I don't think you need to change the weights. The spring is responsible for opening the clutch while the weights control the closing/upshifting. The small, lighter weights used in the 825 reliably engage and close the clutch. I have never heard of anyone complaining that their clutch won't engage or that they can't achieve high driving speeds so I'd leave the weights alone. If you install the heavier weights I think you'll find your Gator shifting into high gear much sooner. Good for just driving around and at moderate cruising speed on level ground you'll probably turn lower rpm's.

If the problem is shifting then I think you need to focus on getting the clutch to disengage. I'd try heavier springs which may have the side effect of increasing the clutch's engagement rpm.

MBDiagMan
08-09-2014, 01:16 PM
It's entirely possible that the clutch may not be the problem. I'm not saying your clutch isn't bad but it is possible that their is another issue that is causing your clutch to fail. Engagement at over 1k rpms would be one likely thing. When you shift does your machine shift hard?

In my case I determined for sure that the clutch is my problem even before removing it. I had to pull on the sheave to open the primary clutch enough to release the belt. Once I did that, it shifted fine until I revved it up enough to close the sheave a little and it would not reopen and release the belt again until I manually pulled on it again.

After removing the clutch and dissembling to a point of removing the spring, it was very stiff and squeaked when moving in and out. I have the tools coming to remove the spider, so that I can fix the binding.

Since the original clutch was replaced under warranty for the same symptoms, my unconfirmed suspicion is that this is not an uncommon or out of the ordinary problem.

Since Dane has changed clutches a few times and even has two of them, this doesn't dispel my suspicion in any way.

MBDiagMan
08-09-2014, 01:29 PM
I'll have to get to know snowmobiles and and ATV's a bit better. They use the same style clutch and don't seem to have the issues that UTV's have. I wonder if it's the idle and engagement rpm's or it has more to do with vehicle weight.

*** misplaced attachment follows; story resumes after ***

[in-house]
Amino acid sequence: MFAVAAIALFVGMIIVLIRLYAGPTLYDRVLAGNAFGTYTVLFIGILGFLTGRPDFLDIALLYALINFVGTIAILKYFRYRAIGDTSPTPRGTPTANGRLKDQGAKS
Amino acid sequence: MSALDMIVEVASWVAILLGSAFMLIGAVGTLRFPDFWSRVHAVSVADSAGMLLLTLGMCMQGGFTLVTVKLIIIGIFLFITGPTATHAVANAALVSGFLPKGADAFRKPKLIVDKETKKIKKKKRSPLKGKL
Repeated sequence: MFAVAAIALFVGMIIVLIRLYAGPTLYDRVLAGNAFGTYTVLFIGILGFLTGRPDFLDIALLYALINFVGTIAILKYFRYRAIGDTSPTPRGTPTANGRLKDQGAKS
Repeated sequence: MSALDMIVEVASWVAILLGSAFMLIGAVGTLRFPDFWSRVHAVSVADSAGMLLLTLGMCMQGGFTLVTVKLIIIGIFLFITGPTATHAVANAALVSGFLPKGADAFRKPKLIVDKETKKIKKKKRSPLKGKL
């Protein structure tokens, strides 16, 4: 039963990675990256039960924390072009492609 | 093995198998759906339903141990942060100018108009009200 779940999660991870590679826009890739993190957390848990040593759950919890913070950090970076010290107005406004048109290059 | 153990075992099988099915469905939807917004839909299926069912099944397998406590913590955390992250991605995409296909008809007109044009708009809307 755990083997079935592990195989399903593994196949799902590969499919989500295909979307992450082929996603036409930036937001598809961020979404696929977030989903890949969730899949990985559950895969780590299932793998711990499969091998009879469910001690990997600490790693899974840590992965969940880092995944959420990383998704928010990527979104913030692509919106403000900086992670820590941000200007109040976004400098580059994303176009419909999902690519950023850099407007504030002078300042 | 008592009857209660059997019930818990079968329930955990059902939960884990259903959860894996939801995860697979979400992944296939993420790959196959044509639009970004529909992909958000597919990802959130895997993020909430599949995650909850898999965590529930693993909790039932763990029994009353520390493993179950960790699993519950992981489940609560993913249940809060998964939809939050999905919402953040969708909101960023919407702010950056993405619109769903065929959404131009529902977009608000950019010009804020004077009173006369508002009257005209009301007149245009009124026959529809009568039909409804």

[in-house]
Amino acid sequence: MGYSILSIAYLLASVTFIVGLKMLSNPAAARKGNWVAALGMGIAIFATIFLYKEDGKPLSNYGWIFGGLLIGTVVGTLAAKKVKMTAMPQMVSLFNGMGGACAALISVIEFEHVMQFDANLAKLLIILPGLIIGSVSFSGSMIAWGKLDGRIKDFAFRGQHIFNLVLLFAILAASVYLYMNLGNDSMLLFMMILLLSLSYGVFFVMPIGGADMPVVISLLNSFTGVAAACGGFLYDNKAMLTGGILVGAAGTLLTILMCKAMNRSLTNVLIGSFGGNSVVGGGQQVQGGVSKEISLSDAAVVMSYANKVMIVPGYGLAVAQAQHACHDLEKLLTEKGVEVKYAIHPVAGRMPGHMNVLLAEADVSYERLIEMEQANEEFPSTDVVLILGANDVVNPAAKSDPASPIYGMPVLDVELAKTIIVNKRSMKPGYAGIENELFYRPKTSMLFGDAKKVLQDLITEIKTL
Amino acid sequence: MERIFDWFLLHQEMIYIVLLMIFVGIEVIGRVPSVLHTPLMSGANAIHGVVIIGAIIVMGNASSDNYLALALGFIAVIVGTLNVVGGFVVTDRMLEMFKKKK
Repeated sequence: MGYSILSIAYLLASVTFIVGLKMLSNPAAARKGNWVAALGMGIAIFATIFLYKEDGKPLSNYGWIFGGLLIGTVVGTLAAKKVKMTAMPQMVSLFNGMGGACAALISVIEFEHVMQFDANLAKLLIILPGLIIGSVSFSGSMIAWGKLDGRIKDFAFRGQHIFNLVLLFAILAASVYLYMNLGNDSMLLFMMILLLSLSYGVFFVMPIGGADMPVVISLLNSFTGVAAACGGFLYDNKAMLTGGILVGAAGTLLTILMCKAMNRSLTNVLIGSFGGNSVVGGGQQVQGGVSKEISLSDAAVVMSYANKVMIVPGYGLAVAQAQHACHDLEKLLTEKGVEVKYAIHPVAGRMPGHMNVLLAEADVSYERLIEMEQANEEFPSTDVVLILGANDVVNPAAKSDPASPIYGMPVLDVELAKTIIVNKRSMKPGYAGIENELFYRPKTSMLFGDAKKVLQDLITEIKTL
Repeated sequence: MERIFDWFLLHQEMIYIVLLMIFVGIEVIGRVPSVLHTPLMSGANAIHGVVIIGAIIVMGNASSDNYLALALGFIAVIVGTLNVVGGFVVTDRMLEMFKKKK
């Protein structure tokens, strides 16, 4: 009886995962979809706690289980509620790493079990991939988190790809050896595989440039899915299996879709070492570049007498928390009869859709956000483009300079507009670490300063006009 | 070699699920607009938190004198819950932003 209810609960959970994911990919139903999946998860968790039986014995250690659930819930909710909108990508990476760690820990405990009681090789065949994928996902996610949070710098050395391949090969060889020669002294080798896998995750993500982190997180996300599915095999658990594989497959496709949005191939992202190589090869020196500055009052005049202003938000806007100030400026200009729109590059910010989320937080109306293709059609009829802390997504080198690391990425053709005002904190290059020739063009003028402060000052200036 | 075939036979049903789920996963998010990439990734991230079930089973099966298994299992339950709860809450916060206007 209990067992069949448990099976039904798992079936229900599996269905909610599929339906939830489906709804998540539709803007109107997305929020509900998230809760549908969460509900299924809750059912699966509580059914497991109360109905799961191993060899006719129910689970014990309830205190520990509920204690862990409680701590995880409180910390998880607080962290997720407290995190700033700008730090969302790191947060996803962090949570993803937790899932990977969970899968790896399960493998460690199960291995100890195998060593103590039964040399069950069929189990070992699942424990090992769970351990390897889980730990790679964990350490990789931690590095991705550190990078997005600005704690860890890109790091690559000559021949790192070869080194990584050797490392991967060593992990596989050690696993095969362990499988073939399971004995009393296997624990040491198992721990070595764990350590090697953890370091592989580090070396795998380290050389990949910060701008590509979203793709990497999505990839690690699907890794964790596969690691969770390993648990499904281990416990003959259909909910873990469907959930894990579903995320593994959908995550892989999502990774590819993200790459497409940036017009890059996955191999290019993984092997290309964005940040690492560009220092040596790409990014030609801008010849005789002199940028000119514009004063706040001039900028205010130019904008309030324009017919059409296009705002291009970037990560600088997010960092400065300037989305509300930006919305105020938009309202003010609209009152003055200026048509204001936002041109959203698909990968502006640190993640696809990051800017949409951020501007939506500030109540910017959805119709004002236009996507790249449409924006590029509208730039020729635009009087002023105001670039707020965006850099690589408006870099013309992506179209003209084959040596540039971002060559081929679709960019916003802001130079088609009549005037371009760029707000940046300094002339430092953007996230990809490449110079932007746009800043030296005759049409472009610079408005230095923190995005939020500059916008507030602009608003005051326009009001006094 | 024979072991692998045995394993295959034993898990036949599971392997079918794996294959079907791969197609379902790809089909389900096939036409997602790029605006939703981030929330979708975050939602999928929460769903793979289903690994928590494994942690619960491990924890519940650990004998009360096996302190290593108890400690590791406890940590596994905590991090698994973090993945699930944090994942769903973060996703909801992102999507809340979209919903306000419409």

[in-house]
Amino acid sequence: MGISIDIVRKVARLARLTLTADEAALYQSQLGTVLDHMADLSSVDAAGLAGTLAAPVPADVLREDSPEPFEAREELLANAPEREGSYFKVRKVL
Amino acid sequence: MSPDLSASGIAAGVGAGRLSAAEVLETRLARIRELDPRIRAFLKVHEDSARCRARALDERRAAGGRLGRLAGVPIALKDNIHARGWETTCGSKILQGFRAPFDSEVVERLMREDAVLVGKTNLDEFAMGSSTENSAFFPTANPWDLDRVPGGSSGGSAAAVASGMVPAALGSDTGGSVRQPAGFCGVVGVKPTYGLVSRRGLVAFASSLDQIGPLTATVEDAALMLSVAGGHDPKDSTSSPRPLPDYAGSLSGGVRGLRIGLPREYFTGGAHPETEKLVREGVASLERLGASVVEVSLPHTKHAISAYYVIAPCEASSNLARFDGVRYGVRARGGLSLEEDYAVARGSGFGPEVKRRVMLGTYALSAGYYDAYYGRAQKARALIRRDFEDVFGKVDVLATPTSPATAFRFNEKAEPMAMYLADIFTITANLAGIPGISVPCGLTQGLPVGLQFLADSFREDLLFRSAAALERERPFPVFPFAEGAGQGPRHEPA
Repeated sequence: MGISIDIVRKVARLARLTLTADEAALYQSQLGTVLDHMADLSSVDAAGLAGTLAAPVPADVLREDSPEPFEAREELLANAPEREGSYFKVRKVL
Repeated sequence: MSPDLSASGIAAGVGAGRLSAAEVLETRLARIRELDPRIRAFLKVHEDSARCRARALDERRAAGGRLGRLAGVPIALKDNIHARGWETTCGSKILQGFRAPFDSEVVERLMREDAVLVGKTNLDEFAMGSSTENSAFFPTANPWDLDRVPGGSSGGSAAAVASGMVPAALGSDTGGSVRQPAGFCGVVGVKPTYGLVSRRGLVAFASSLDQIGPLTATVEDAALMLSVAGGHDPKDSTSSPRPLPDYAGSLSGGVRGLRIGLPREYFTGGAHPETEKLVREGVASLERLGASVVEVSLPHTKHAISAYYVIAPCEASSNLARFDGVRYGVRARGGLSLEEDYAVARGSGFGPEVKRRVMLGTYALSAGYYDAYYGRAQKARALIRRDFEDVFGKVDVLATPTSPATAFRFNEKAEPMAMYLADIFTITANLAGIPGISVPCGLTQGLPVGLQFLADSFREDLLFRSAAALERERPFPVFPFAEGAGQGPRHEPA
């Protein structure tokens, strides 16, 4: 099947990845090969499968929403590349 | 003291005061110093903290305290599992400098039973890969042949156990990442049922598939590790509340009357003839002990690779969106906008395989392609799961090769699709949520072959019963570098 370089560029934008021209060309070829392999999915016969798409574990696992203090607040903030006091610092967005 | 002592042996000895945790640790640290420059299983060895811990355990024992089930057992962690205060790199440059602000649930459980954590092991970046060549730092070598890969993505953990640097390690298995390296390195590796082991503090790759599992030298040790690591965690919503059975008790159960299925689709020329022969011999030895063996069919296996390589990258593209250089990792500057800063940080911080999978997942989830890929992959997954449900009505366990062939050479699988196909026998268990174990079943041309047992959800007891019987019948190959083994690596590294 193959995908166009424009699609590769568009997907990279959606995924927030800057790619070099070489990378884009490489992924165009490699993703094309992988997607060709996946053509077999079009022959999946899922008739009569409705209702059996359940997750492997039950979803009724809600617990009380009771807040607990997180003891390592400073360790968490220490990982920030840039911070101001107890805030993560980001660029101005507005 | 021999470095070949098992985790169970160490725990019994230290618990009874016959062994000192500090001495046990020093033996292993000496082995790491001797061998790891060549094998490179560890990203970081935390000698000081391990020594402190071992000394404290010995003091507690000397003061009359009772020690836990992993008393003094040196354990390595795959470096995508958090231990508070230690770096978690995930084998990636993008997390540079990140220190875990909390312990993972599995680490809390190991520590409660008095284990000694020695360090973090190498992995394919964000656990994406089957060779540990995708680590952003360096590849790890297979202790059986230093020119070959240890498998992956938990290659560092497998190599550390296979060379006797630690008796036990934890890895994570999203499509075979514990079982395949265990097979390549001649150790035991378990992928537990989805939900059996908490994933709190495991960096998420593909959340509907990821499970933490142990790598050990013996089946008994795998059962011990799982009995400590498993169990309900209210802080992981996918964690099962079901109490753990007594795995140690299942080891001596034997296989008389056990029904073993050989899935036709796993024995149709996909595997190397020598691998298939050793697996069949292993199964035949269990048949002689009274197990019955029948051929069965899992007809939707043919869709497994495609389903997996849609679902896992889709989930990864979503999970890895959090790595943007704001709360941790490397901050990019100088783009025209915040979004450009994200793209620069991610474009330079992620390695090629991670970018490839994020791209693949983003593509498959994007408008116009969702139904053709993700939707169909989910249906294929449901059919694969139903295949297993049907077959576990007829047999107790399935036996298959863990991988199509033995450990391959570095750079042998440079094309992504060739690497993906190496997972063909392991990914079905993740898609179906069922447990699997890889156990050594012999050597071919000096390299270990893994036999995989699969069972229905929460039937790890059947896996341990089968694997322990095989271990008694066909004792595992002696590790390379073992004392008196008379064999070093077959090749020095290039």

They don't seem to catastrophically fail in the Gators. Failure to fully open at idle is the big issue which unfortunately causes transmission shifting problems. I've always had the theory that Deere is between a rock and a hard place. They want to have a high top end speed and a lot of load carrying and tow capacity and they're further boxed in by customers complaining about high engine rpm's when just driving around. To make the most of the system they have tuned the primary clutch to close/engage as soon as possible so they have the most range to work with.

I'm certain the primary clutch would be less problematic if they increased the engagement rpm. The primary clutch is a dumb mechanism operating in a dirty environment. It can't be relied upon to engage and disengage repeatedly at an exact rpm. When it's clean and cold it may work reliably but get it hot & dirty and the disengagement rpm can change.

There is plenty of power available to engage the clutch but there is much less to return it to the open position. The spring takes 300lbs force to compress it fully and it's no problem. When the spring is uncompressed it has less than half the force to open the clutch.

I don't think you need to change the weights. The spring is responsible for opening the clutch while the weights control the closing/upshifting. The small, lighter weights used in the 825 reliably engage and close the clutch. I have never heard of anyone complaining that their clutch won't engage or that they can't achieve high driving speeds so I'd leave the weights alone. If you install the heavier weights I think you'll find your Gator shifting into high gear much sooner. Good for just driving around and at moderate cruising speed on level ground you'll probably turn lower rpm's.

If the problem is shifting then I think you need to focus on getting the clutch to disengage. I'd try heavier springs which may have the side effect of increasing the clutch's engagement rpm.


Dane, from what I've seen so far with my clutch, I am dealing with two issues:

First and obviously most important is the shifting issue, since it could damage the gearbox. This is a problem with the clutch binding as the sheave opens and closes.

Secondly, is the speed of engagement and profile of ratio change. When my wife got in it for the first time to haul her twin sister around the place for a sight seeing tour, she said it wouldn't go. She had eased the rpm up a good bit, but it hadn't engaged. I never noticed this because I just jam on the gas and go. Once reading the threads on the other forum, I saw some of the other weight/spring combination changes and decided to experiment.

So, for me, these are almost two completely separate issues except they both happen to relate to the clutch mechanism.

Now that you have given me a primer on these clutches and I have gotten my head into the problem, I feel confident that I can fix the clutch for good shifting and improve the actuation and ratio profile to be better to suited to my uses.

xcopterdoc
08-10-2014, 10:56 AM
There have been MANY problems with shifting. Some related to the clutch not fully releasing at idle and some not. Even if your unit is out of warranty I would talk to the servive mgr about a special allowance. Especially if your clutch was replaced prior under warranty. Deere is very aware of this issue. In alot of cases they have covered the entire repair. I cant say they will in every case. Its also important for the technician to diagnose the root cause of the shifting problem properly. Some i have had to do multiple things to fix the issue. Just because its hard to shift doesnt mean its the clutch. I have had to replace the high range gear in some transmissions to get them to shift properly.